Young scientists meet Nobel Prize winner Sir Harry Kroto at fun workshop
Scientists of tomorrow visited the University of Sheffield on Tuesday for an exciting workshop hosted by an internationally renowned Nobel Prize winner and University of Sheffield graduate.
Professor Sir Harry Kroto led an exciting hands on workshop for 50 year six schoolchildren from Monteney Primary School, Sheffield, and Holy Trinity School, Barnsley with his unique Buckyball Workshop. The pupils were able to engage with science and engineering students and share their passion for science.
Sir Harry was awarded the Nobel Prize for Chemistry in 1996 for his discovery of a new form of carbon, buckminsterfullerene, or buckyballs.
Making a buckyball
Buckyballs are shaped like a traditional football and the carbon fullerene molecules are made of pentagons and hexagons. In 2010 the breakthrough was named by fellow academics as one of the 10 most important discoveries made by their peers at UK universities in the past 60 years.
During the innovative workshop, the budding scientists made their own models of the buckyball using a specially provided kit. The aim of the activity was to give pupils the chance to learn about the buckyball’s interesting properties and relate these to properties of other structures made from carbon, including graphite which is used in pencils, diamond necklaces and rings.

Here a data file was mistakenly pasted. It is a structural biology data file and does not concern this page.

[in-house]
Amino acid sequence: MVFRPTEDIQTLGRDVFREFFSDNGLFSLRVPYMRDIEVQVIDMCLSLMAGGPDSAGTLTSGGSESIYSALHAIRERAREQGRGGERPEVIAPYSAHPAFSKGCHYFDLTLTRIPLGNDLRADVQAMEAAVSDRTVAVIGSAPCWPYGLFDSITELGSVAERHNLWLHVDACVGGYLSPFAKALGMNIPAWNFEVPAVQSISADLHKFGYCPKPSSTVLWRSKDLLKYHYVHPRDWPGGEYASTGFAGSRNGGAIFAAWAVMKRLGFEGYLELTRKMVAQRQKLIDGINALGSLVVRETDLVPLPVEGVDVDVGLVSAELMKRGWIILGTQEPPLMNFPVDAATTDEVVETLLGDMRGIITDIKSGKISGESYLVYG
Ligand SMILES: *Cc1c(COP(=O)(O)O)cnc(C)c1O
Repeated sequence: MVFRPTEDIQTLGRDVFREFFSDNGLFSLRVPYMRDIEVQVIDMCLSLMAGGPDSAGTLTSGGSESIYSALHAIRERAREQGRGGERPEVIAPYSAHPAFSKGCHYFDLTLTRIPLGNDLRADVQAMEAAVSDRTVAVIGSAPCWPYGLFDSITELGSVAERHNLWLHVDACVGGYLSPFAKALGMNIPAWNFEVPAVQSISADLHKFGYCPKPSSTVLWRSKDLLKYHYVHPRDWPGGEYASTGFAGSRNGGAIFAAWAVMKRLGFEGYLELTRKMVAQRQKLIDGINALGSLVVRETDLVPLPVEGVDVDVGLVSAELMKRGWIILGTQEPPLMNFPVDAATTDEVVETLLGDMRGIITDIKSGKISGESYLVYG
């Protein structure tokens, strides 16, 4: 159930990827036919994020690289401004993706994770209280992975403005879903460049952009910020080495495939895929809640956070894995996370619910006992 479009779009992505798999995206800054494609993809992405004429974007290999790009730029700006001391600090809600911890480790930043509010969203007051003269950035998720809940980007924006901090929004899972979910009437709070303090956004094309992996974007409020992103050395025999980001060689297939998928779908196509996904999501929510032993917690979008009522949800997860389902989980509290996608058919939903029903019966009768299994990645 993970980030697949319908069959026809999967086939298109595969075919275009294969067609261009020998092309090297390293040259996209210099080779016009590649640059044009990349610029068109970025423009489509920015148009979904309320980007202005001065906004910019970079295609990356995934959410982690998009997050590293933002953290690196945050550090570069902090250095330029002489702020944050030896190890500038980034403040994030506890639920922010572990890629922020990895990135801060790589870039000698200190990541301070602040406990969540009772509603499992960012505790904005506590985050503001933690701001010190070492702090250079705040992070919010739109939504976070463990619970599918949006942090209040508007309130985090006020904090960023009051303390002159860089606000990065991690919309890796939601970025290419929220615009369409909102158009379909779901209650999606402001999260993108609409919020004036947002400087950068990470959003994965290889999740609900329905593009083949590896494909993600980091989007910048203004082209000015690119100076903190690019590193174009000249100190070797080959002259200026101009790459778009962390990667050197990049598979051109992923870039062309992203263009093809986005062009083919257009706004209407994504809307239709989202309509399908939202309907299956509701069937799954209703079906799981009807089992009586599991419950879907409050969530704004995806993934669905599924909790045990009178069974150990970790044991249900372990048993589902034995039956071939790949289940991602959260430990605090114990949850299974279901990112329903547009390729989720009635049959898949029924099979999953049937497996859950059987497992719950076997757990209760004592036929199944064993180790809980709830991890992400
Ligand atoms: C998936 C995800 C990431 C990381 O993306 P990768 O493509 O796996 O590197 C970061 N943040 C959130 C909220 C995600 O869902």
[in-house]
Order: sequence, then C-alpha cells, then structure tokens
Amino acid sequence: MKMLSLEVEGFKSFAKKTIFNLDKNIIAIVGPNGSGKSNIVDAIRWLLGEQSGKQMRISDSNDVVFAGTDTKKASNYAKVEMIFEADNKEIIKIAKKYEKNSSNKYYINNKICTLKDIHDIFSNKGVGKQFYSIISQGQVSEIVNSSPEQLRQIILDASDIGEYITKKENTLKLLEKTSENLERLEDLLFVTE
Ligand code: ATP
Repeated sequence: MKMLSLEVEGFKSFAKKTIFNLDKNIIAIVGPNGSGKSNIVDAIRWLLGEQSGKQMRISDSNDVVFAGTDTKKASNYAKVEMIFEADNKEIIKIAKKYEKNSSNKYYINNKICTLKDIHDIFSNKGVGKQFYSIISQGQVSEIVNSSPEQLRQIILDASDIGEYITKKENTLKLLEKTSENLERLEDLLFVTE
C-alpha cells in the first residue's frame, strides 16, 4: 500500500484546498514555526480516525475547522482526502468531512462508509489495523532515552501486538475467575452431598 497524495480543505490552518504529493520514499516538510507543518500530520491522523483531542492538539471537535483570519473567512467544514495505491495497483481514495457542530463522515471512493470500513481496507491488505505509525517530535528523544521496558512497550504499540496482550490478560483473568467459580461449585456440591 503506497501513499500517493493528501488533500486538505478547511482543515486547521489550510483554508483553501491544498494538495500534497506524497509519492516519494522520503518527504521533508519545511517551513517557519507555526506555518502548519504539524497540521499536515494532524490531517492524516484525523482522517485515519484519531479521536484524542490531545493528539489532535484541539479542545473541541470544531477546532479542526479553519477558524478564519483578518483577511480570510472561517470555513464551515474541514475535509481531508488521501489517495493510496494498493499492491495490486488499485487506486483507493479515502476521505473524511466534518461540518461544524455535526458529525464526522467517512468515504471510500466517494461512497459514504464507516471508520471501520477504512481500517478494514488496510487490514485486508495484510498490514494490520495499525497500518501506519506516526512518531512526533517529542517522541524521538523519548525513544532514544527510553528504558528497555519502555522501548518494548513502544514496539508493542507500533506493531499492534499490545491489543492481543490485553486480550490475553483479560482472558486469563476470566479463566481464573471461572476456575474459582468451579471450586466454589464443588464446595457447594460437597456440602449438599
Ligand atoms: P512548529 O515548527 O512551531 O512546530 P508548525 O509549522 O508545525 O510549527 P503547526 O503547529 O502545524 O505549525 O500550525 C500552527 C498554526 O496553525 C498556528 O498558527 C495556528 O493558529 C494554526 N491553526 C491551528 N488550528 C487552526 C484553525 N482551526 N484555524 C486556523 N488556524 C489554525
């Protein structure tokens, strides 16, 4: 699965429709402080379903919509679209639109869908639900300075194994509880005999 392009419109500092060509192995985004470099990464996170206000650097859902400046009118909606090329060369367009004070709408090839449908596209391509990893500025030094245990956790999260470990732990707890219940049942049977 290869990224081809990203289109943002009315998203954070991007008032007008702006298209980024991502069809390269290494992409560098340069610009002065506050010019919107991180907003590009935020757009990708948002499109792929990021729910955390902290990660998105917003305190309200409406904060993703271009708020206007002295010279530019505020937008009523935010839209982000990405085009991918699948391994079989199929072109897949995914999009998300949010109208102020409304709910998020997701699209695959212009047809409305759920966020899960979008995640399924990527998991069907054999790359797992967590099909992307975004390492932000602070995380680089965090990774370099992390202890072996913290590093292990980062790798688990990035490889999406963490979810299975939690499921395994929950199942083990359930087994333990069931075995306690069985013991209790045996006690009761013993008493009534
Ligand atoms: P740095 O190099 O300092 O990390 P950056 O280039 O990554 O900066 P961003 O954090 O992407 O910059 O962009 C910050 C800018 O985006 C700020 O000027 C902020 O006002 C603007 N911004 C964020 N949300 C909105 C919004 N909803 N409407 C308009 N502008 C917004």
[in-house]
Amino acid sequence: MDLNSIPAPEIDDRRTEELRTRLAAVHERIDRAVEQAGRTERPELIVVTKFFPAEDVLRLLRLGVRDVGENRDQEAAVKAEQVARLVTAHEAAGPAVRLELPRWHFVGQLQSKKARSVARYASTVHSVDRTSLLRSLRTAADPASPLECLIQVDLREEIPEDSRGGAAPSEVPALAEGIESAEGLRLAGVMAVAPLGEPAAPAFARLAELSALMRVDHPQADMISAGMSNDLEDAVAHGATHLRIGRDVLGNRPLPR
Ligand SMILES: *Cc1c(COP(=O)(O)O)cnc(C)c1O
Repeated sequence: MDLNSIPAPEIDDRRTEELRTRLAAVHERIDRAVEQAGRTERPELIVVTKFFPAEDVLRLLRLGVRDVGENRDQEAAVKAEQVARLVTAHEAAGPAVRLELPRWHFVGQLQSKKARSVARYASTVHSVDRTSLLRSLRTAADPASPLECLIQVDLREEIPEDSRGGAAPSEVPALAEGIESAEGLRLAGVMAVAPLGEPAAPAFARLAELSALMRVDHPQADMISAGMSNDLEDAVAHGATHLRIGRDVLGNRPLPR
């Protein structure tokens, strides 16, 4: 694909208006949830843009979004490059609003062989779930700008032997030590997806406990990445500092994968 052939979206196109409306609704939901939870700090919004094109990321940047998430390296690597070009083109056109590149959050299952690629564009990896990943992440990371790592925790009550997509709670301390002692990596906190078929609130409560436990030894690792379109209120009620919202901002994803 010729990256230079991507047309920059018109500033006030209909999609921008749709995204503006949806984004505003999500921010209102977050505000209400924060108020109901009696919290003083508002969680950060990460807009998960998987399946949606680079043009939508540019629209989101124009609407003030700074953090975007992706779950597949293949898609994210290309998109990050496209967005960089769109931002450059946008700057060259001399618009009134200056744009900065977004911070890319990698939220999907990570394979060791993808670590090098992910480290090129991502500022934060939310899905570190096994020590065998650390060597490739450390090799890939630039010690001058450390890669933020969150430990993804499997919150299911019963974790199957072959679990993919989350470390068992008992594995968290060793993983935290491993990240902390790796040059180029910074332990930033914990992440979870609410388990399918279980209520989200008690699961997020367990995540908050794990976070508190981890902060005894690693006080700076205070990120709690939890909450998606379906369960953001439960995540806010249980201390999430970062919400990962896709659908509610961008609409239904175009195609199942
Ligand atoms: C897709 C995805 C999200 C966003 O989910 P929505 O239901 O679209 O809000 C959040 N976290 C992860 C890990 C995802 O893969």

Sir Harry said: “The workshop introduces a few concepts such as algebra and very big numbers as well as molecules. The session uses hands-on model building in a way that children can understand easily and enjoy.
“This in turn lays the foundations of enthusiasm for mathematics and science. This is very important as their world will depend even more on complex technologies than it does now – filled as it is with computers, mobile phones and scores of other devices.”
Later in the day pupils donned lab coats and rolled up their sleeves in a polymer slime and bath bombs workshop, hosted by the Department of Chemistry. The youngsters created brightly coloured polymer slime to demonstrate the idea of joining small molecules together to form long chain polymers and made bath bombs from acidic and alkaline materials.
Dr Sara Bacon from the Faculty of Science Widening Participation Team said: “The day was a unique opportunity for local primary school pupils to become scientists. Working with our staff and students at the University will hopefully raise their aspirations and extend their interest in science.
“The pupils prepared fragrant bath bombs, investigated the properties of slime and generally had great fun at carrying out the experiments.
Workshops form part of a series of events with participating schools, which are organised by the Outreach and Access team.